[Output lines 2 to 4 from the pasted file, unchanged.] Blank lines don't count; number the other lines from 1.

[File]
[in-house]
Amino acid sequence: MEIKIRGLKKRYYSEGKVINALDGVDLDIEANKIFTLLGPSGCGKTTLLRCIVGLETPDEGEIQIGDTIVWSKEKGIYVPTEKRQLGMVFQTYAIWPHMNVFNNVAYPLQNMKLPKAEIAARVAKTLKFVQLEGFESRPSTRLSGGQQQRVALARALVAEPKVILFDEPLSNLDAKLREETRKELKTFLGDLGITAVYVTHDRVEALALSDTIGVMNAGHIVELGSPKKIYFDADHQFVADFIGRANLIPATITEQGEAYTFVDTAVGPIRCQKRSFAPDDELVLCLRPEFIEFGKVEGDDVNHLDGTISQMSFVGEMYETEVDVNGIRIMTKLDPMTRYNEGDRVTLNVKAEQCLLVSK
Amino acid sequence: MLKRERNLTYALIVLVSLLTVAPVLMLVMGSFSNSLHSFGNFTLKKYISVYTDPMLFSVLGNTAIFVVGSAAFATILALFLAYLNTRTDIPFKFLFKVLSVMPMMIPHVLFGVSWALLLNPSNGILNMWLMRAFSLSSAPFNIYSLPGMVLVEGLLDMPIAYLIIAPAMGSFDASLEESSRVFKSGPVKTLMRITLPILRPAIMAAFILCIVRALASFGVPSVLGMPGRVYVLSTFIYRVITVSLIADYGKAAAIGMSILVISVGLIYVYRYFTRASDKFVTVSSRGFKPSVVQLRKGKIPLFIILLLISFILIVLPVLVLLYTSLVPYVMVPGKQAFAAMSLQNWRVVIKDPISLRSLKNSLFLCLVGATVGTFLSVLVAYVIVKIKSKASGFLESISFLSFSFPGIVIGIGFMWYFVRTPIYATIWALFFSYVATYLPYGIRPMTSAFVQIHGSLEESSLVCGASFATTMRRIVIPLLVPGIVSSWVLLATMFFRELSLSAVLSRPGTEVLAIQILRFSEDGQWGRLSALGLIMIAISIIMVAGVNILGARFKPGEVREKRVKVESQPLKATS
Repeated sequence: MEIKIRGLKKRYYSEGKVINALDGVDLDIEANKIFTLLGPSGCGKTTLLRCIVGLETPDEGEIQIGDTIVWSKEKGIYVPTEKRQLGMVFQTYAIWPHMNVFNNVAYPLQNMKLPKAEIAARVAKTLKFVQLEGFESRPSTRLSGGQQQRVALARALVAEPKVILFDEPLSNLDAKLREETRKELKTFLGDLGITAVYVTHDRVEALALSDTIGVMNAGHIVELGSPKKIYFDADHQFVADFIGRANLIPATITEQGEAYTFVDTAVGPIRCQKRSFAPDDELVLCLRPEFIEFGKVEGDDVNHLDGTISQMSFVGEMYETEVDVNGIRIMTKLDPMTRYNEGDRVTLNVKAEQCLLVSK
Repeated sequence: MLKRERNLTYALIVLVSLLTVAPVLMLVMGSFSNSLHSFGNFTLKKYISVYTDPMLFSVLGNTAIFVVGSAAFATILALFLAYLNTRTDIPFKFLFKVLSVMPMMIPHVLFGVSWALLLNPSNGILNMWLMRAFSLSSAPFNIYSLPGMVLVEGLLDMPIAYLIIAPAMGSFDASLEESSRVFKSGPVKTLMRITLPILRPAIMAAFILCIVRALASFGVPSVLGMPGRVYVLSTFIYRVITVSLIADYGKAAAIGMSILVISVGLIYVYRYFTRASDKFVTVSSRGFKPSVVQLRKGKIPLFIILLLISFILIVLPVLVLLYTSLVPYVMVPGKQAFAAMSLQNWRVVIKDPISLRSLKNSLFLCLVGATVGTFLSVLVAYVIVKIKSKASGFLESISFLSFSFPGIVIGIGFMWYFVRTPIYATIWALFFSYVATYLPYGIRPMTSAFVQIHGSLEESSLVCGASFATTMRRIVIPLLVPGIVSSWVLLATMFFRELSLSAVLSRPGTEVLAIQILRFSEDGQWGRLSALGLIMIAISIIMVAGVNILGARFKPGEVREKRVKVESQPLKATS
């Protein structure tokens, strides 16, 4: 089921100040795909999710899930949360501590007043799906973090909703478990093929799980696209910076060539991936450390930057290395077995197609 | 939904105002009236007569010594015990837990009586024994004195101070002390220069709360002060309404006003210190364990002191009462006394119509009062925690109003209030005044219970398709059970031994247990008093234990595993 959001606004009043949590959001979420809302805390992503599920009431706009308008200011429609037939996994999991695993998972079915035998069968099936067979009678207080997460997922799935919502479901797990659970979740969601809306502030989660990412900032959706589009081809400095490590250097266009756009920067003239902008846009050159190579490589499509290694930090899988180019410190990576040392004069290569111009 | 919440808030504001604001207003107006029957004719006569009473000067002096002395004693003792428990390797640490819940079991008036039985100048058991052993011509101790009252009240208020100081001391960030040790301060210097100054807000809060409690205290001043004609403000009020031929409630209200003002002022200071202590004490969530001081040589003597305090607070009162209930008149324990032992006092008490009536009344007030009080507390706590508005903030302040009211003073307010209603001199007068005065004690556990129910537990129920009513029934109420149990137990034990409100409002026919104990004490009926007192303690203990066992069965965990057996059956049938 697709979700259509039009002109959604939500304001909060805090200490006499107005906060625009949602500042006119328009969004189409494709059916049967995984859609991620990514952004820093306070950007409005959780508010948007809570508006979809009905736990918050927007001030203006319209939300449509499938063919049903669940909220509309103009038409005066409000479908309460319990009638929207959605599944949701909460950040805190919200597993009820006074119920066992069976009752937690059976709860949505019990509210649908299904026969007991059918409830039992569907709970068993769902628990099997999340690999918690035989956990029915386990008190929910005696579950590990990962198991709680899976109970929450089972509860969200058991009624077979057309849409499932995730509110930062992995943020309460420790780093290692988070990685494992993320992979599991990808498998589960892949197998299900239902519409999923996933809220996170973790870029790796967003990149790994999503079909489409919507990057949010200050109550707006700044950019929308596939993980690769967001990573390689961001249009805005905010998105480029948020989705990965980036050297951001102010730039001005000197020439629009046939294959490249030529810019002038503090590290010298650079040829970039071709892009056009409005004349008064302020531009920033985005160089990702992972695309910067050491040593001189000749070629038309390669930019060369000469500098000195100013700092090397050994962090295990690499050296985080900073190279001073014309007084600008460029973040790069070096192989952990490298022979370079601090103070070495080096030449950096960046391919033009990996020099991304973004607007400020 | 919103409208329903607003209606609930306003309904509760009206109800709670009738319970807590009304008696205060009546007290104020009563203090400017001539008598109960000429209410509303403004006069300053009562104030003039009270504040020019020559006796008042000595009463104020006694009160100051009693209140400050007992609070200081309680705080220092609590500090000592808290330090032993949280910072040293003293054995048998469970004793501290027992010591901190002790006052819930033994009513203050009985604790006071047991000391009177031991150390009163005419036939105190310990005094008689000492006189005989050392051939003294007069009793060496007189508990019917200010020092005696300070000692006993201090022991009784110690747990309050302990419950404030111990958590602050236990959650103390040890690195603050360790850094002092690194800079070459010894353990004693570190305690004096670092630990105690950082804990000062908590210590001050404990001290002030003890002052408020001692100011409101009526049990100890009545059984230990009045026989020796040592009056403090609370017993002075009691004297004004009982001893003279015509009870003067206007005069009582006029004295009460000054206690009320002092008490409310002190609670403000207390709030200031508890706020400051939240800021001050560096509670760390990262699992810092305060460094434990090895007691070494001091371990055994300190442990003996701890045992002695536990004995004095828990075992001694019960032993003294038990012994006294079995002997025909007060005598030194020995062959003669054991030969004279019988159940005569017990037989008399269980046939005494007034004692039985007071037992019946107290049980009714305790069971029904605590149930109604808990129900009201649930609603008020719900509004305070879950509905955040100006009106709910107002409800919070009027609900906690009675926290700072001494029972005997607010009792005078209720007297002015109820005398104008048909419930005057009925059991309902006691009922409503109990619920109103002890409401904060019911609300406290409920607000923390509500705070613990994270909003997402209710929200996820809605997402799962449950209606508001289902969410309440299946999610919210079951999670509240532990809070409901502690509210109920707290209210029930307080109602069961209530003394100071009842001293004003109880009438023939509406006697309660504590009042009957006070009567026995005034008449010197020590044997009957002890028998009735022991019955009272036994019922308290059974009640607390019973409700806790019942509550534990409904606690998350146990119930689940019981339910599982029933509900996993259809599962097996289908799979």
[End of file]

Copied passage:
Amino acid sequence: MEIKIRGLKKRYYSEGKVINALDGVDLDIEANKIFTLLGPSGCGKTTLLRCIVGLETPDEGEIQIGDTIVWSKEKGIYVPTEKRQLGMVFQTYAIWPHMNVFNNVAYPLQNMKLPKAEIAARVAKTLKFVQLEGFESRPSTRLSGGQQQRVALARALVAEPKVILFDEPLSNLDAKLREETRKELKTFLGDLGITAVYVTHDRVEALALSDTIGVMNAGHIVELGSPKKIYFDADHQFVADFIGRANLIPATITEQGEAYTFVDTAVGPIRCQKRSFAPDDELVLCLRPEFIEFGKVEGDDVNHLDGTISQMSFVGEMYETEVDVNGIRIMTKLDPMTRYNEGDRVTLNVKAEQCLLVSK
Amino acid sequence: MLKRERNLTYALIVLVSLLTVAPVLMLVMGSFSNSLHSFGNFTLKKYISVYTDPMLFSVLGNTAIFVVGSAAFATILALFLAYLNTRTDIPFKFLFKVLSVMPMMIPHVLFGVSWALLLNPSNGILNMWLMRAFSLSSAPFNIYSLPGMVLVEGLLDMPIAYLIIAPAMGSFDASLEESSRVFKSGPVKTLMRITLPILRPAIMAAFILCIVRALASFGVPSVLGMPGRVYVLSTFIYRVITVSLIADYGKAAAIGMSILVISVGLIYVYRYFTRASDKFVTVSSRGFKPSVVQLRKGKIPLFIILLLISFILIVLPVLVLLYTSLVPYVMVPGKQAFAAMSLQNWRVVIKDPISLRSLKNSLFLCLVGATVGTFLSVLVAYVIVKIKSKASGFLESISFLSFSFPGIVIGIGFMWYFVRTPIYATIWALFFSYVATYLPYGIRPMTSAFVQIHGSLEESSLVCGASFATTMRRIVIPLLVPGIVSSWVLLATMFFRELSLSAVLSRPGTEVLAIQILRFSEDGQWGRLSALGLIMIAISIIMVAGVNILGARFKPGEVREKRVKVESQPLKATS
Repeated sequence: MEIKIRGLKKRYYSEGKVINALDGVDLDIEANKIFTLLGPSGCGKTTLLRCIVGLETPDEGEIQIGDTIVWSKEKGIYVPTEKRQLGMVFQTYAIWPHMNVFNNVAYPLQNMKLPKAEIAARVAKTLKFVQLEGFESRPSTRLSGGQQQRVALARALVAEPKVILFDEPLSNLDAKLREETRKELKTFLGDLGITAVYVTHDRVEALALSDTIGVMNAGHIVELGSPKKIYFDADHQFVADFIGRANLIPATITEQGEAYTFVDTAVGPIRCQKRSFAPDDELVLCLRPEFIEFGKVEGDDVNHLDGTISQMSFVGEMYETEVDVNGIRIMTKLDPMTRYNEGDRVTLNVKAEQCLLVSK